Praying for Justice for Orphans in Ethiopia…
By on March 24th, 2011

Orphan Justice Center believes that every child deserves a safe and loving home.

We are a strong proponent for adoption when it is the best option for a child.  However, we recognize that not all involved in the process of adoption are working in behalf of the best interests of children.

Orphan Justice Center respects the Ministry of Women’s Affairs in Ethiopia in their desire to improve the adoption process to ensure that indeed all children are protected and safe.

It is our constant prayer that governments of each country and nation will begin to stand up for their children.  We are asking God for leaders to rise up who will put an end to corruption and defend the most vulnerable.

We are praying that Fathers will turn their hearts to the children and will answer the call of the orphan in their communities.

Please be in prayer that MOWCYA will have wisdom and insight in how to deal rightly and justly in behalf of these children that desperately need a home.

Below is a summary of information from a recent meeting….

U.S. Department of State, Office of Children’s Issues, Adoption Division hosted a conference call for Adoption Service Providers on March 11, 2011 at 10:45 am to discuss recent announcements made by the Ethiopian Ministry of Women’s, Children’s and Youth Affairs (MOWCYA).   As was stated in the March 9, 2011 Adoption Alert, the Department of State received information on the announcement made by the MOWCYA regarding the planned reduction in workload processing.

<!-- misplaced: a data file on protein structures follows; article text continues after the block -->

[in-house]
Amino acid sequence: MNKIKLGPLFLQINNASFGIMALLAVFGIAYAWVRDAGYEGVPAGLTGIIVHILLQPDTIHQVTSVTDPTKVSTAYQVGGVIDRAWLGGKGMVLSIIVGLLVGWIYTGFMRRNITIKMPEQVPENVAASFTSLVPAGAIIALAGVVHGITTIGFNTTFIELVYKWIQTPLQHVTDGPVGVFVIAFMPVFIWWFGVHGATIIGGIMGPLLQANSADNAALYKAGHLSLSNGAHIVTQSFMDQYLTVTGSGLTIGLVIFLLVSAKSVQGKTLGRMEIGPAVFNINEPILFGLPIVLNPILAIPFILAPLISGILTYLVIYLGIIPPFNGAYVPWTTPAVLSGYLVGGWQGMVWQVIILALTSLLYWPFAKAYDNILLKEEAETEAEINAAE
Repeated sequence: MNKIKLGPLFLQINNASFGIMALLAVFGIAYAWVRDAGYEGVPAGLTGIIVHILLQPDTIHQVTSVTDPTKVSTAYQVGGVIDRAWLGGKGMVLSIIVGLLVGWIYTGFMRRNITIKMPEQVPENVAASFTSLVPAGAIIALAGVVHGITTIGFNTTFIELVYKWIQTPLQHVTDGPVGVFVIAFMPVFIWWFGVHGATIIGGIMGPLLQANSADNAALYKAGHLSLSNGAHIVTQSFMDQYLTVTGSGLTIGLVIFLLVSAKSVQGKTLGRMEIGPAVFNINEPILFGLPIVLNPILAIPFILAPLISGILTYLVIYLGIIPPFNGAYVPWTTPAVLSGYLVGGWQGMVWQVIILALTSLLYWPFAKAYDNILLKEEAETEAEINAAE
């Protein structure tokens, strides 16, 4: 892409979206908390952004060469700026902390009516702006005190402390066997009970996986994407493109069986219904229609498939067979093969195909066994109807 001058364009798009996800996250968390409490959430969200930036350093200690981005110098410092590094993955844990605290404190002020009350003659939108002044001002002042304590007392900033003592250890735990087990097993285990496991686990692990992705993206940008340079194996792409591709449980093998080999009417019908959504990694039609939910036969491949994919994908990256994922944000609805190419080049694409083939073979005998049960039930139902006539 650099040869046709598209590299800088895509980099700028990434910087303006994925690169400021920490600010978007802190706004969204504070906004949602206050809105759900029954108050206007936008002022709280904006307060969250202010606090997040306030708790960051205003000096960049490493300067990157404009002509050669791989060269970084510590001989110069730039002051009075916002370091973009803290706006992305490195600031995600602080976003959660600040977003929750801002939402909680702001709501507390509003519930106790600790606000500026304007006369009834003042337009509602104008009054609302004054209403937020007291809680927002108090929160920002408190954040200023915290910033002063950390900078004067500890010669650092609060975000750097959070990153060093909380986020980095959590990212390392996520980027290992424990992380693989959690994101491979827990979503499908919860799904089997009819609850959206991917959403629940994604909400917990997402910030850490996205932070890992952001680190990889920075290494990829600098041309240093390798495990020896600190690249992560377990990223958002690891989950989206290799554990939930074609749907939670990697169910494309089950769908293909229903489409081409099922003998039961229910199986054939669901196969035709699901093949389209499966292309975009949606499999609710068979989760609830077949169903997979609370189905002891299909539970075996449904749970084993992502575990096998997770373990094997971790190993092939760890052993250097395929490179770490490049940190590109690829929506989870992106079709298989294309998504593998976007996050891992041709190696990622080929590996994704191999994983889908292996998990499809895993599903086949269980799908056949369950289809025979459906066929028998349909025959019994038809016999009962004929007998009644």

• MOWCYA planned to implement a reduction of case processing from approximately 50 cases reviewed per day to no more than 5 cases reviewed per day.
  • MOWCYA has stated that this reduction is to improve screening of adoption cases while also devoting existing resources to other priorities on vulnerable children.
  • MOWCYA reviews each adoption case at two points in the process: after the match with prospective adoptive parents and after the final court decree to approve issuance of new birth certificate and passport for child.
  • MOWCYA has not announced any implementation guidelines on how reduction in processing will affect each stage of the process.
  • If only 5 cases are reviewed per day, delays could be significant. Calculations based on rough estimates of cases in process (around 1000) indicate delays of one year or more.
  • Department of State defines ‘cases in process’ as those whose dossier has been accepted up to those cases that have received the final letter approving issuance of passport and birth certificate.
  • We are working on getting more details on implementation guidelines.

Since announcement, the Department of State has heard many rumors, but none have been substantiated.  The U.S. Embassy can confirm that the Ministry of Women, Children and Youth Affairs has shuffled the portfolios of key adoption personnel.  The Embassy has not been able to confirm how this reorganization may affect the processing of cases through the ministry.

Additionally, the U.S. Embassy in Addis Ababa is discussing the possibility of developing a consolidated assistance proposal to MOWCYA to find out what the resource needs are and find what assistance can be given to allow MOWCYA to accomplish their goals.



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